By Adam Shell,
NEW YORK - The uncertainty caused by the political squabbling over how to fix the nation's fiscal problems has already taken a bite out of corporate profits. If negotiations drag on and Congress can't seal a deal to avoid automatic tax hikes and spending cuts by Dec. 31 or early next year, profit growth for U.S. companies in future quarters could also be squeezed, creating a fresh risk for stocks.
Over the past eight weeks stocks have been driven by Wall Street's perception of how the "fiscal cliff" talks are progressing. Hints of a deal have proved bullish and fueled risk-taking, while signs that talks are breaking down have put downward pressure on stocks as investors flee risk. The Dow Jones industrial average has fallen 1.3% in the past two sessions, including a 52-point drop to 13,139 in a holiday-shortened session Monday.
Earnings growth posted by companies in the Standard & Poor's 500-stock index, which is a huge driver of stock prices, has been decelerating. One culprit has been the political dysfunction that has increased the odds that the U.S. economy will fall off the fiscal cliff, an outcome economists say is likely to cause a recession.
The inability of Washington lawmakers to reach a compromise that will clarify policy related to taxes, regulations and deficits, has resulted in a chilling effect on U.S. companies. Many CEOs are reluctant to invest in their businesses, build new plants or hire new workers because they don't know what the rules of the game will be.
And that cautiousness is dragging down earnings.
Earnings growth for the third quarter of 2012 was non-existent, with Standard & Poor's 500 companies growth of 0.1%. Similarly, analyst estimates for S&P 500 profit growth in the final three months of 2012 have been cut to 3%, down from 10% on Oct. 1. In a further sign of CEO caution, there have been 3.6 profit warnings for every one company issuing a positive profit pre-announcement for the current quarter, vs. a long-term average of 2.3 to 1, according to Thomson Reuters.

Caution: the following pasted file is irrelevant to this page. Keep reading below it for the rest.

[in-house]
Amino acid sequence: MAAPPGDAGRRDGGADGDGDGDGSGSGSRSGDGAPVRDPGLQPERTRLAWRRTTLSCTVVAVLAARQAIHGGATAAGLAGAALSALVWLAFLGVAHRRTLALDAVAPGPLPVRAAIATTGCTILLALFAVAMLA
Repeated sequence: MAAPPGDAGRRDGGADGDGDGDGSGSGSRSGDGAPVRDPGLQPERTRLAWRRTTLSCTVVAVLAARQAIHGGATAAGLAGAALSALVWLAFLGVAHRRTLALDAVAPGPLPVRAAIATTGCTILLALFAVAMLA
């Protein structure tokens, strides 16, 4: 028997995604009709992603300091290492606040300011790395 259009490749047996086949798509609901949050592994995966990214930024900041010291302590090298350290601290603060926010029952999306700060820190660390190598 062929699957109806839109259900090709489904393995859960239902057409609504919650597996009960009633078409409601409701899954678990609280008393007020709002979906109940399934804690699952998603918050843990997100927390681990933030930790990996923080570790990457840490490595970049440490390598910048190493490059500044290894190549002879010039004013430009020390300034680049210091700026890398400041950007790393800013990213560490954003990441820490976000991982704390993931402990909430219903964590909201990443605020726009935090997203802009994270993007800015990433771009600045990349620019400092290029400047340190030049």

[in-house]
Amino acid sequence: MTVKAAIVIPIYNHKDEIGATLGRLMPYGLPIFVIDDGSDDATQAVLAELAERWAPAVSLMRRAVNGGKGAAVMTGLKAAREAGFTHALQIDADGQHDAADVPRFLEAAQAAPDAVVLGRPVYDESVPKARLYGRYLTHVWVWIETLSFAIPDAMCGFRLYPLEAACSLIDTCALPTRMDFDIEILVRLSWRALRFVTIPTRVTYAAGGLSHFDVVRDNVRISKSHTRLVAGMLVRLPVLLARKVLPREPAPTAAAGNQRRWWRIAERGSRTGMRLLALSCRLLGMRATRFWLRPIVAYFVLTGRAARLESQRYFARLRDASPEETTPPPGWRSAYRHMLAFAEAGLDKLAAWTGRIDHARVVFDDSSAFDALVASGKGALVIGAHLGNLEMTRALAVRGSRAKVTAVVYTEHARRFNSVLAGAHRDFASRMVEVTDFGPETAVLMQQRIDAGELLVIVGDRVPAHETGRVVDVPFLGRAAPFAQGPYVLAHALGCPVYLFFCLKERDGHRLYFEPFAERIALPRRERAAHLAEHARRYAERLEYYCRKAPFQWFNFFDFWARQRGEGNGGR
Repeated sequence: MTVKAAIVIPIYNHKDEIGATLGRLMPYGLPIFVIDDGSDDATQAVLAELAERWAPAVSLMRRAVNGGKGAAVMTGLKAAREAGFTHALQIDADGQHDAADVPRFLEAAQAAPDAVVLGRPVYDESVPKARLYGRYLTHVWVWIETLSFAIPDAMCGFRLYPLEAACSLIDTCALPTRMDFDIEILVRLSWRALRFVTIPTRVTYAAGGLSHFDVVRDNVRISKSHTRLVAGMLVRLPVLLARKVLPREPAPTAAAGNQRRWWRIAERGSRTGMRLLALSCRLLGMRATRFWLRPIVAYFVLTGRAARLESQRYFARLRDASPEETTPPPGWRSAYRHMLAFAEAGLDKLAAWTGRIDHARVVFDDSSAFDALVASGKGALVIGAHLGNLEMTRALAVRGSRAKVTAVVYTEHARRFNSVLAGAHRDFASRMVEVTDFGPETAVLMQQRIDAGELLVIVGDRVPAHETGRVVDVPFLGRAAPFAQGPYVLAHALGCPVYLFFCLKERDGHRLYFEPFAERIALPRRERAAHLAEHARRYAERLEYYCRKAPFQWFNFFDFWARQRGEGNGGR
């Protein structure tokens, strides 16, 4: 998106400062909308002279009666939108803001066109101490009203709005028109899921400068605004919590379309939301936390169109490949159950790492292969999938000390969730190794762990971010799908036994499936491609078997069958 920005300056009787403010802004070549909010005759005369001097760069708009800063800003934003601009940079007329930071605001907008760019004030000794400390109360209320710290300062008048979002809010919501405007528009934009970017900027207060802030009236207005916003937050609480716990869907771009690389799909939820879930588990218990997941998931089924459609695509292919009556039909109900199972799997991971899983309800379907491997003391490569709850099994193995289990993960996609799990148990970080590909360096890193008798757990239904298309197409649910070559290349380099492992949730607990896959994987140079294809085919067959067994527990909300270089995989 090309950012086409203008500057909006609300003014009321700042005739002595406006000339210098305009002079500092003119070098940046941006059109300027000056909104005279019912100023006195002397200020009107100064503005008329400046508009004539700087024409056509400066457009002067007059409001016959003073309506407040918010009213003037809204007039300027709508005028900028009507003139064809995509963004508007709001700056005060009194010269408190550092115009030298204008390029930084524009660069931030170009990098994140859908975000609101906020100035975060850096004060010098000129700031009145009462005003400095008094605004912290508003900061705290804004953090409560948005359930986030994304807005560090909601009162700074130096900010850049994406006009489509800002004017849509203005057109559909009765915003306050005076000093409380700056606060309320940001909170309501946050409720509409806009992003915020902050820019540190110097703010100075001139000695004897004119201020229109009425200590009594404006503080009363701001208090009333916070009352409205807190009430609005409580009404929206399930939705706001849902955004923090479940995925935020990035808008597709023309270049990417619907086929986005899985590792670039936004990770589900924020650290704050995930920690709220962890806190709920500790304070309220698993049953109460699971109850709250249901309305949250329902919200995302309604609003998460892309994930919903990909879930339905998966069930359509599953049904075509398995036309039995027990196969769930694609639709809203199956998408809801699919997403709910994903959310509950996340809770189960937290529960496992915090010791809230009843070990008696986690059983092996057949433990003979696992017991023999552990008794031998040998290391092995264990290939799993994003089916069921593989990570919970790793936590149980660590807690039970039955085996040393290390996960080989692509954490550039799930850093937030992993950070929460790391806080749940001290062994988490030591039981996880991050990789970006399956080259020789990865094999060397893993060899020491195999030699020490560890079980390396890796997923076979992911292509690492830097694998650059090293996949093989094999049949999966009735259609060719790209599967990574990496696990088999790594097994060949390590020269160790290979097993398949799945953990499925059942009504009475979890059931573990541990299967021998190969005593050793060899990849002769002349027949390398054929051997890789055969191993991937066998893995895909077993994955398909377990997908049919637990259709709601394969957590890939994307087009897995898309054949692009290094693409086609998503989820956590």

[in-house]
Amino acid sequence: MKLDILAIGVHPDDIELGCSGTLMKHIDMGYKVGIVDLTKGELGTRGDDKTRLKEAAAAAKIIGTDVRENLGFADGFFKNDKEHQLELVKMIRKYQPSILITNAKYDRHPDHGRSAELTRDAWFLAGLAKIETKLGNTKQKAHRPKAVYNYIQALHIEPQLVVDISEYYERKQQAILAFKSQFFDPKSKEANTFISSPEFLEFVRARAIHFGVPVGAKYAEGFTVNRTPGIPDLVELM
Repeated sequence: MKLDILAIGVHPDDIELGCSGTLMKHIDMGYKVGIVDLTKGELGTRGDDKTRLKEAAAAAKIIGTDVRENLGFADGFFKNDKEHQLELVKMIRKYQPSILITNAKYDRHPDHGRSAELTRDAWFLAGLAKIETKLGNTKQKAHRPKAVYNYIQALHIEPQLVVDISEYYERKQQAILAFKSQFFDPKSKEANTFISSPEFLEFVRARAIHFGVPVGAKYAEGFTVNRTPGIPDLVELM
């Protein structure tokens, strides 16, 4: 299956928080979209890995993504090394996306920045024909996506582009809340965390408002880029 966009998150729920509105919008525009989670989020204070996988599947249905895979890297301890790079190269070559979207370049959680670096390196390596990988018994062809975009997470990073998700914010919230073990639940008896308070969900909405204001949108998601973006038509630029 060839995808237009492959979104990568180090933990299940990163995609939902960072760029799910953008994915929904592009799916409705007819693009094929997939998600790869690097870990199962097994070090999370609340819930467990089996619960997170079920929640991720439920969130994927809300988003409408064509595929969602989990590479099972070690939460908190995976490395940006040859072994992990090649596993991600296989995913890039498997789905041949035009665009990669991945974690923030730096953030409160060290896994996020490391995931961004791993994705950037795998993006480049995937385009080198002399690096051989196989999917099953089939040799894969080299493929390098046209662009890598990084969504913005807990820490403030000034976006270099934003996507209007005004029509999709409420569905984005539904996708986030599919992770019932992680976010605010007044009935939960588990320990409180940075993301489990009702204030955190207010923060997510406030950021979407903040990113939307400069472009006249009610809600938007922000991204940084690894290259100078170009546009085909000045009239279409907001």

"It is likely that earnings estimates for many companies are at risk due to fiscal cliff implications, as evidenced by the continuing decline in those estimates," says Eric Schoenstein, co-portfolio manager of the Jensen Quality Growth Fund. Despite ongoing risks, he says investors can limit risk by focusing on quality businesses that have proved successful and been able to churn out solid profits no matter what the headwinds.
Congress broke for its Christmas break with deal negotiations deadlocked, which boosted the odds of going over the cliff. If the lawmakers can't hammer out a deal in the final six days of 2012, it is likely to result in a short-term loss of investor confidence and a further drag on business and consumer spending, which is expected to act as a drag on profits.
"The approaching U.S. fiscal cliff remains a formidable headwind to growth," says Bill Stone, chief investment strategist at PNC. "Progress needs to be made ... to support global equity markets and assure the global economic recovery continues uninterrupted."
The fiscal cliff is actually more of a slope, with the spending cuts and tax increases taking effect incrementally over time, adds Rod Smyth, chief investment strategist at RiverFront Investment Group. "If the fiscal cliff is resolved in the first few weeks of 2013, its economic impact should be minimal," he said.
Stone remains hopeful that a deal will get done in time to avoid the majority of the fiscal drag. But he won't rule out the Dec. 31 deadline passing before a deal gets done early in 2013. He expects markets to be volatile during the ongoing negotiations. An eleventh-hour deal will likely be bullish for stocks, as it will provide clarity and limit the damage to the economy.